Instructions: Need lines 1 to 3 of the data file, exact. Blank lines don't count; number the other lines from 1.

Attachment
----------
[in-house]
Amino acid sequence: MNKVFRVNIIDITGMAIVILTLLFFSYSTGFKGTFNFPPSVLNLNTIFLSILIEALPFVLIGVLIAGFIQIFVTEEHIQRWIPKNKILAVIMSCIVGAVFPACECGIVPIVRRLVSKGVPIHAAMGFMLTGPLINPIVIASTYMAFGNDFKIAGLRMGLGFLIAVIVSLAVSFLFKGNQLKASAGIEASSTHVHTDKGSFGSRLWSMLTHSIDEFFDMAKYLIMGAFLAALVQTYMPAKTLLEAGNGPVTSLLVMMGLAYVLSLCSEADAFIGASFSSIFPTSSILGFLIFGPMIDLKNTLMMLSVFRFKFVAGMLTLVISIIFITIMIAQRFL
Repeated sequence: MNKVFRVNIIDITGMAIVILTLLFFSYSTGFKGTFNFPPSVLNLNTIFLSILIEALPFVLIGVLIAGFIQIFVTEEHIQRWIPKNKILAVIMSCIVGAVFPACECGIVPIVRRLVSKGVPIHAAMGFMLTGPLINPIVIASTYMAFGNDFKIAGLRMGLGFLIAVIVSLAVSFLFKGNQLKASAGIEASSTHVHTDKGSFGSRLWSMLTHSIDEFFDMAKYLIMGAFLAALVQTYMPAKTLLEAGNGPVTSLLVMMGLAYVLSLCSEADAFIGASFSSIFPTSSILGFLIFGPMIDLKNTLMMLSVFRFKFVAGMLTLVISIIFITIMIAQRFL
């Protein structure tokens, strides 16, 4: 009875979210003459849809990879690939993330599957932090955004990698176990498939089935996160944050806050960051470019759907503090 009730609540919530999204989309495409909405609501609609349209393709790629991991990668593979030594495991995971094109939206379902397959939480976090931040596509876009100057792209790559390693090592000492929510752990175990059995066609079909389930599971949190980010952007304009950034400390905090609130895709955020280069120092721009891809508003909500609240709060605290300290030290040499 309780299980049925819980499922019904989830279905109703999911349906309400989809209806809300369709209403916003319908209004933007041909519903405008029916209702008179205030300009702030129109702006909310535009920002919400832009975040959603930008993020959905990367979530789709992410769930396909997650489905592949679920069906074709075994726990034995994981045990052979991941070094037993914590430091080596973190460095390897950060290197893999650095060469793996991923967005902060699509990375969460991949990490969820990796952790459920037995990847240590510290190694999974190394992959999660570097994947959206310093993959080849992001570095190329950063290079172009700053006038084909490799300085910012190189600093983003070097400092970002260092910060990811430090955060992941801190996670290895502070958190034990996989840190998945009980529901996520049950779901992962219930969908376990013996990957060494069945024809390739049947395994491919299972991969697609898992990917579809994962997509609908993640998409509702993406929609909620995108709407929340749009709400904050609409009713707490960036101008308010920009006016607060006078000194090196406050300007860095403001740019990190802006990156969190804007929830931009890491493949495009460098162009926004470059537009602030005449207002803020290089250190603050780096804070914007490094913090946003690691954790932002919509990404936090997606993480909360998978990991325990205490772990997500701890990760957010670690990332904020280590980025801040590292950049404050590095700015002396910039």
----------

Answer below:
[in-house]
Amino acid sequence: MNKVFRVNIIDITGMAIVILTLLFFSYSTGFKGTFNFPPSVLNLNTIFLSILIEALPFVLIGVLIAGFIQIFVTEEHIQRWIPKNKILAVIMSCIVGAVFPACECGIVPIVRRLVSKGVPIHAAMGFMLTGPLINPIVIASTYMAFGNDFKIAGLRMGLGFLIAVIVSLAVSFLFKGNQLKASAGIEASSTHVHTDKGSFGSRLWSMLTHSIDEFFDMAKYLIMGAFLAALVQTYMPAKTLLEAGNGPVTSLLVMMGLAYVLSLCSEADAFIGASFSSIFPTSSILGFLIFGPMIDLKNTLMMLSVFRFKFVAGMLTLVISIIFITIMIAQRFL
Repeated sequence: MNKVFRVNIIDITGMAIVILTLLFFSYSTGFKGTFNFPPSVLNLNTIFLSILIEALPFVLIGVLIAGFIQIFVTEEHIQRWIPKNKILAVIMSCIVGAVFPACECGIVPIVRRLVSKGVPIHAAMGFMLTGPLINPIVIASTYMAFGNDFKIAGLRMGLGFLIAVIVSLAVSFLFKGNQLKASAGIEASSTHVHTDKGSFGSRLWSMLTHSIDEFFDMAKYLIMGAFLAALVQTYMPAKTLLEAGNGPVTSLLVMMGLAYVLSLCSEADAFIGASFSSIFPTSSILGFLIFGPMIDLKNTLMMLSVFRFKFVAGMLTLVISIIFITIMIAQRFL